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Otago diatomite miner and manufacturer Featherston Resources has been thrown a lifeline from administration, but its new financial backing means most historical shareholders will be left out of pocket in their $15 million investment.
It is understood separate shareholder groups in New Zealand and Australia are exploring legal options, with some hearings having already taken place in the Supreme Court of New South Wales, in Sydney, and more to come.
At the heart of the matter is who now takes control of the diatomite asset, mined at Middlemarch and processed at a $1 million plant on the Taieri Plain.
While up to $15 million had been poured into the venture by more than 200 shareholders since 1997, and, on launching almost three years ago, there were expectations of turning over $9 million a year, the company's revenue for the past two financial years from sales has been a paltry $100,000.
Auckland-based administrators Rodgers Reidy had estimated creditors were owed more than $A4 million ($NZ4.23 million).
At a meeting last Thursday, creditors voted to accept an offer by Malaysian-backed Plaman Group, of up to $A4.8 million; which covers creditors' claims, an outstanding debt of convertible notes and essentially represents a takeover of Featherston.
The administrators from Rodgers Reidy were unavailable for comment after the creditors' meeting, but a shareholder was contacted and said the $A4.8 million Plaman Group offer had been accepted, of which only about $A100,000 was set aside to buy out the historical shareholders' stakes.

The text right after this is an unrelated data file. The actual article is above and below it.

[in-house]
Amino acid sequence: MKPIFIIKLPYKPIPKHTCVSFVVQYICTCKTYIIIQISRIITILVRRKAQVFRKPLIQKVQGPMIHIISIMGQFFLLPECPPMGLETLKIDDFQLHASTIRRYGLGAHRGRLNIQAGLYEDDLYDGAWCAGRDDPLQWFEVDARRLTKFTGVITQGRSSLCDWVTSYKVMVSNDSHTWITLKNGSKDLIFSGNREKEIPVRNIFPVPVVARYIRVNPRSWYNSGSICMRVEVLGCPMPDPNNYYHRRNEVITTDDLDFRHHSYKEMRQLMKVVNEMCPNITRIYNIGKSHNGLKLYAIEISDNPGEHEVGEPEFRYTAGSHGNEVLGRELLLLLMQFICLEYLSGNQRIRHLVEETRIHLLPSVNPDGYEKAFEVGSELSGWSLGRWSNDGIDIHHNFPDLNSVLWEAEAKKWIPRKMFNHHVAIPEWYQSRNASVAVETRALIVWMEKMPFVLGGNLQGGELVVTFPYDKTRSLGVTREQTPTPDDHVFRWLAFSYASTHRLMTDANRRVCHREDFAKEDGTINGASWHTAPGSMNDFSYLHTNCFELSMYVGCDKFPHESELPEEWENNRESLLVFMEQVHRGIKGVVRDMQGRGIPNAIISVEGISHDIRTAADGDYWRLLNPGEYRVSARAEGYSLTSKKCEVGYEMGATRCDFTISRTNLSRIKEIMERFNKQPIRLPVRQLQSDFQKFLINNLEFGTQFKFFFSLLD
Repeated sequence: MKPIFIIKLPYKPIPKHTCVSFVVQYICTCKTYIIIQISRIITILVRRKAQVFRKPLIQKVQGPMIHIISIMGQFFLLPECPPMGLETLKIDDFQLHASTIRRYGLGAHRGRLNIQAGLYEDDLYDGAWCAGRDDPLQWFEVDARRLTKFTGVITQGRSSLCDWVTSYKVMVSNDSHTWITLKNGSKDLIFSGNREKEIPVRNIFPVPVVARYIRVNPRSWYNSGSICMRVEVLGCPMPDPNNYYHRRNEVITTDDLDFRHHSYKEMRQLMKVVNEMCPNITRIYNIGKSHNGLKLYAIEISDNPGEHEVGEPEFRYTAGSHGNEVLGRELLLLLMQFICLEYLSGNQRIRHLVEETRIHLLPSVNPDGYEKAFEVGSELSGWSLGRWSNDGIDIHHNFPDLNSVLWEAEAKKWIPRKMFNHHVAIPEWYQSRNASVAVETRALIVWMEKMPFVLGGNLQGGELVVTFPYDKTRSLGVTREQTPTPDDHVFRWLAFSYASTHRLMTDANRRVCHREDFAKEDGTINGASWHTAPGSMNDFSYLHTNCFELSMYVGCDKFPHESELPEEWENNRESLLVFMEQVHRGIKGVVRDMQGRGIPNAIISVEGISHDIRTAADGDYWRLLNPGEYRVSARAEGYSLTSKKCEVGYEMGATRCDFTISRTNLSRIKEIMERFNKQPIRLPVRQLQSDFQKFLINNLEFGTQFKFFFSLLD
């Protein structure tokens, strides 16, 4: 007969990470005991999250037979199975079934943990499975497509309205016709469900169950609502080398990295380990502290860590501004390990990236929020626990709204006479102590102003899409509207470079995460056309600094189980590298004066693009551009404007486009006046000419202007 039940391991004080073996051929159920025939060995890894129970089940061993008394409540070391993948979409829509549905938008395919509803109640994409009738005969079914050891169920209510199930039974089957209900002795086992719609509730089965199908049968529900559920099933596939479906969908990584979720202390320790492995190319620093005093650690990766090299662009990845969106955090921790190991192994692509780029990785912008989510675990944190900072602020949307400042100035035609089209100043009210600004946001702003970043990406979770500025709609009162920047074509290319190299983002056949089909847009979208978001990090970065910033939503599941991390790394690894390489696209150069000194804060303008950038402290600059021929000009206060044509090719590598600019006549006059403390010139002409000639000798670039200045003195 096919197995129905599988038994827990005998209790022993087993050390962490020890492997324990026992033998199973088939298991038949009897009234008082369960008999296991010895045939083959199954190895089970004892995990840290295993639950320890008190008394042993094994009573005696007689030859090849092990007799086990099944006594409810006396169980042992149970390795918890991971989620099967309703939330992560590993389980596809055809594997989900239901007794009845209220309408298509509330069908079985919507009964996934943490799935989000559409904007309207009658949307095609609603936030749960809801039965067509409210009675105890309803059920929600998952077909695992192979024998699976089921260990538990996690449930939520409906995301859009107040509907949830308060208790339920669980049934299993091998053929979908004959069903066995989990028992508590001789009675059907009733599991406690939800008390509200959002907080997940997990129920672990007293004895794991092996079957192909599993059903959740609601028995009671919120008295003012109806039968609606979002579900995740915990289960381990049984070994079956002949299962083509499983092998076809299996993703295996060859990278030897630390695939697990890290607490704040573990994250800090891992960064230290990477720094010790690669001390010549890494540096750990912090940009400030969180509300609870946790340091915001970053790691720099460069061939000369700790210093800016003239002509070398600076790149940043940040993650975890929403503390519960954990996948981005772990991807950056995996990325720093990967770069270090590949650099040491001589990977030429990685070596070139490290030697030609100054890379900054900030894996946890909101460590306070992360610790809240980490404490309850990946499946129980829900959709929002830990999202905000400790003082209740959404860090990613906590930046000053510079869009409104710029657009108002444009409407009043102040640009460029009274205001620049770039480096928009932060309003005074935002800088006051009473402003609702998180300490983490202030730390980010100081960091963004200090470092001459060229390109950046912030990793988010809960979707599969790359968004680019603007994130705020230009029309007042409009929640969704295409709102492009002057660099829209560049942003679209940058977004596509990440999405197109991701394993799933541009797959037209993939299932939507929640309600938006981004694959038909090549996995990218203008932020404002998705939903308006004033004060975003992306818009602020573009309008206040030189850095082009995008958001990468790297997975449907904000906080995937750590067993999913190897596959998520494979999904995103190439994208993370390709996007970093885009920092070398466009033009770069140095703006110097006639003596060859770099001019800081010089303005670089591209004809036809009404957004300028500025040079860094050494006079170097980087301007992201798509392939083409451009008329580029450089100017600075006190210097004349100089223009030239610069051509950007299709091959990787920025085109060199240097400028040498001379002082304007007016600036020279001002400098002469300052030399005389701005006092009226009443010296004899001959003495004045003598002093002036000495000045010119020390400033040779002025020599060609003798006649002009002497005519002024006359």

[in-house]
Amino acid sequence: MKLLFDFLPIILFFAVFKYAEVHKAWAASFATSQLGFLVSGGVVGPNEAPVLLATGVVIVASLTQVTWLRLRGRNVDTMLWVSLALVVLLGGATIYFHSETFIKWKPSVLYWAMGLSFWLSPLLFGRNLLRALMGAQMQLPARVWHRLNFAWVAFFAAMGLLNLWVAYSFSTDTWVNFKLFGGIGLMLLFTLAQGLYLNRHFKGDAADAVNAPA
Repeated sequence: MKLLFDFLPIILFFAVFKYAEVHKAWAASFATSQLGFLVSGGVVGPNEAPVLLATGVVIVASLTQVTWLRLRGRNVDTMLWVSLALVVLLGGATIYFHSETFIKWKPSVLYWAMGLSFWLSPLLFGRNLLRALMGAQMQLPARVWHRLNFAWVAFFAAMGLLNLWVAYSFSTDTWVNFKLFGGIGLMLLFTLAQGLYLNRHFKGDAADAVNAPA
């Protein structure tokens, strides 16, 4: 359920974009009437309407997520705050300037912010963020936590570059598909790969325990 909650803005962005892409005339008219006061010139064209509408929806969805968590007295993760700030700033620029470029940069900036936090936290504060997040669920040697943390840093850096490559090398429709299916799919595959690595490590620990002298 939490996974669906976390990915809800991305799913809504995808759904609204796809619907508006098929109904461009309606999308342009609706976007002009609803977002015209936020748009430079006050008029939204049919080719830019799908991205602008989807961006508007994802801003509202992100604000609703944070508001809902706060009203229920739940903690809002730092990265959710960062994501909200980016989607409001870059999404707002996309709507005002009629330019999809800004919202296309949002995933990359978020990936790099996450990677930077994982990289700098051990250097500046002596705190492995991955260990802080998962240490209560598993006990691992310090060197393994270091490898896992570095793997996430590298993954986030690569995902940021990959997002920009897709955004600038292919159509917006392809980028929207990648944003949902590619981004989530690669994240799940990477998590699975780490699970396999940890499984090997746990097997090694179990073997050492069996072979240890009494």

''It's nothing really. New Zealand shareholders are talking now and looking at their [legal] options,'' said the shareholder, who asked not to be identified.
In what appeared to be an 11th-hour petition, Australian-based shareholders made an unsuccessful bid in the Supreme Court in Sydney on Friday to have Plaman's offer set aside, because of information in the administrators' report.
The New Zealand shareholder said there was a variety of issues and claims of concern to be considered, some of which centered around the earlier convertible notes issue.
In September 2012, FRCN Pty Ltd loaned Featherston about $A1.72 million, in convertible notes, and was granted a charge over all Featherston's assets.
The loan, a total cost of $A2.06 million, was due for repayment in September 2013. In a supplementary report, the administrators noted that on December 13, 14 shareholders, representing about 12.5% of Featherston's share capital, started proceedings against several parties, including some Featherston directors and FRCN Pty Ltd.
The shareholders are seeking to have the convertible note deed overturned. It is understood the case is to come before the Supreme Court in Sydney, in February.